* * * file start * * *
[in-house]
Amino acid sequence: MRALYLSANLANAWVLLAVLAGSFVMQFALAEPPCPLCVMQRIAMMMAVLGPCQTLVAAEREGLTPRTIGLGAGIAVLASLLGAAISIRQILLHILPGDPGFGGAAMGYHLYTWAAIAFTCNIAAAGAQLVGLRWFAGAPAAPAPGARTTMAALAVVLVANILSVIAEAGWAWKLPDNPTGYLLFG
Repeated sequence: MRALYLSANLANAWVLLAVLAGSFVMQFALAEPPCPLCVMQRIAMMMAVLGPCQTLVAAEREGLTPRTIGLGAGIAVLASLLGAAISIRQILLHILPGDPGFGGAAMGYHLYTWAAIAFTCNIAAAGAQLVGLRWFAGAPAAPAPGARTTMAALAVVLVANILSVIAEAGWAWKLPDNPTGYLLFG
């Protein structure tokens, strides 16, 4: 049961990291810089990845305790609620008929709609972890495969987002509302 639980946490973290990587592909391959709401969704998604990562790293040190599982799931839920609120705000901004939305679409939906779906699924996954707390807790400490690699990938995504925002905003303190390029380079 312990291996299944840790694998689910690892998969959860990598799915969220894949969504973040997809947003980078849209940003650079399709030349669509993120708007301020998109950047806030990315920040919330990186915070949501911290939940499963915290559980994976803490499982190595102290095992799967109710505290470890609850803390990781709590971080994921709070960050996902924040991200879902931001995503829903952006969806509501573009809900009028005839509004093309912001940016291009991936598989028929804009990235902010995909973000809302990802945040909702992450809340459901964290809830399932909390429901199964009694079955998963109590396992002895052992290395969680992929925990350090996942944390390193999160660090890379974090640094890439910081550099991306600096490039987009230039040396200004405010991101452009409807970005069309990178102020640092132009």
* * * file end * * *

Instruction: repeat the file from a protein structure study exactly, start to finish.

[in-house]
Amino acid sequence: MRALYLSANLANAWVLLAVLAGSFVMQFALAEPPCPLCVMQRIAMMMAVLGPCQTLVAAEREGLTPRTIGLGAGIAVLASLLGAAISIRQILLHILPGDPGFGGAAMGYHLYTWAAIAFTCNIAAAGAQLVGLRWFAGAPAAPAPGARTTMAALAVVLVANILSVIAEAGWAWKLPDNPTGYLLFG
Repeated sequence: MRALYLSANLANAWVLLAVLAGSFVMQFALAEPPCPLCVMQRIAMMMAVLGPCQTLVAAEREGLTPRTIGLGAGIAVLASLLGAAISIRQILLHILPGDPGFGGAAMGYHLYTWAAIAFTCNIAAAGAQLVGLRWFAGAPAAPAPGARTTMAALAVVLVANILSVIAEAGWAWKLPDNPTGYLLFG
């Protein structure tokens, strides 16, 4: 049961990291810089990845305790609620008929709609972890495969987002509302 639980946490973290990587592909391959709401969704998604990562790293040190599982799931839920609120705000901004939305679409939906779906699924996954707390807790400490690699990938995504925002905003303190390029380079 312990291996299944840790694998689910690892998969959860990598799915969220894949969504973040997809947003980078849209940003650079399709030349669509993120708007301020998109950047806030990315920040919330990186915070949501911290939940499963915290559980994976803490499982190595102290095992799967109710505290470890609850803390990781709590971080994921709070960050996902924040991200879902931001995503829903952006969806509501573009809900009028005839509004093309912001940016291009991936598989028929804009990235902010995909973000809302990802945040909702992450809340459901964290809830399932909390429901199964009694079955998963109590396992002895052992290395969680992929925990350090996942944390390193999160660090890379974090640094890439910081550099991306600096490039987009230039040396200004405010991101452009409807970005069309990178102020640092132009």